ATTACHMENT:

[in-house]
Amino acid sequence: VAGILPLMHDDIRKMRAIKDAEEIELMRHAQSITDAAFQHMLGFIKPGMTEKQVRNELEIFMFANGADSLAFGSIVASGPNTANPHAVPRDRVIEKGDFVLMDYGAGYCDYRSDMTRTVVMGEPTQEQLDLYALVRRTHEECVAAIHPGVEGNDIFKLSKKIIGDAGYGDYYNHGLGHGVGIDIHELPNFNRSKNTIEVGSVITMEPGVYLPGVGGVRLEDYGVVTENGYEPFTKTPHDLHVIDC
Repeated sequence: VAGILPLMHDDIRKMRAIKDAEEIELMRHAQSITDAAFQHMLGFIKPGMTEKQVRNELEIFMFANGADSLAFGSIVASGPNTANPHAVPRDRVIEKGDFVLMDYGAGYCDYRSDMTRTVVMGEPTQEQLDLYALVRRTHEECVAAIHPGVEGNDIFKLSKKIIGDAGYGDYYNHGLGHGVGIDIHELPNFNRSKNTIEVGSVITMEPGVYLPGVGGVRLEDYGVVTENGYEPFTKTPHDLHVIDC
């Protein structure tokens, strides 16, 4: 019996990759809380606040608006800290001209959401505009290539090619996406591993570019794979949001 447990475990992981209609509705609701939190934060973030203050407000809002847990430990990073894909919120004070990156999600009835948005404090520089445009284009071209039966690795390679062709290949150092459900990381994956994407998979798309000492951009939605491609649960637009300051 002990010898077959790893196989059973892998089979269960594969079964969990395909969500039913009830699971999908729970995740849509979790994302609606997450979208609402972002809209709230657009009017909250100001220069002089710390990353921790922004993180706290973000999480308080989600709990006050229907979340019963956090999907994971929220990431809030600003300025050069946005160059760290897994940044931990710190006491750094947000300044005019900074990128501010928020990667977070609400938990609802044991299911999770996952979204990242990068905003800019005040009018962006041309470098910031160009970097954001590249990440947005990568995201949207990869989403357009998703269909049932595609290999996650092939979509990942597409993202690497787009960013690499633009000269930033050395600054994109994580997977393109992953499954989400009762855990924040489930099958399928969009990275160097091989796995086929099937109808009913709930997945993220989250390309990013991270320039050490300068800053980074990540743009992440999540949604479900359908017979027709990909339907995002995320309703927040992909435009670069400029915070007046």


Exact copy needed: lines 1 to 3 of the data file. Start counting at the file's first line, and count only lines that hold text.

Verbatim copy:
[in-house]
Amino acid sequence: VAGILPLMHDDIRKMRAIKDAEEIELMRHAQSITDAAFQHMLGFIKPGMTEKQVRNELEIFMFANGADSLAFGSIVASGPNTANPHAVPRDRVIEKGDFVLMDYGAGYCDYRSDMTRTVVMGEPTQEQLDLYALVRRTHEECVAAIHPGVEGNDIFKLSKKIIGDAGYGDYYNHGLGHGVGIDIHELPNFNRSKNTIEVGSVITMEPGVYLPGVGGVRLEDYGVVTENGYEPFTKTPHDLHVIDC
Repeated sequence: VAGILPLMHDDIRKMRAIKDAEEIELMRHAQSITDAAFQHMLGFIKPGMTEKQVRNELEIFMFANGADSLAFGSIVASGPNTANPHAVPRDRVIEKGDFVLMDYGAGYCDYRSDMTRTVVMGEPTQEQLDLYALVRRTHEECVAAIHPGVEGNDIFKLSKKIIGDAGYGDYYNHGLGHGVGIDIHELPNFNRSKNTIEVGSVITMEPGVYLPGVGGVRLEDYGVVTENGYEPFTKTPHDLHVIDC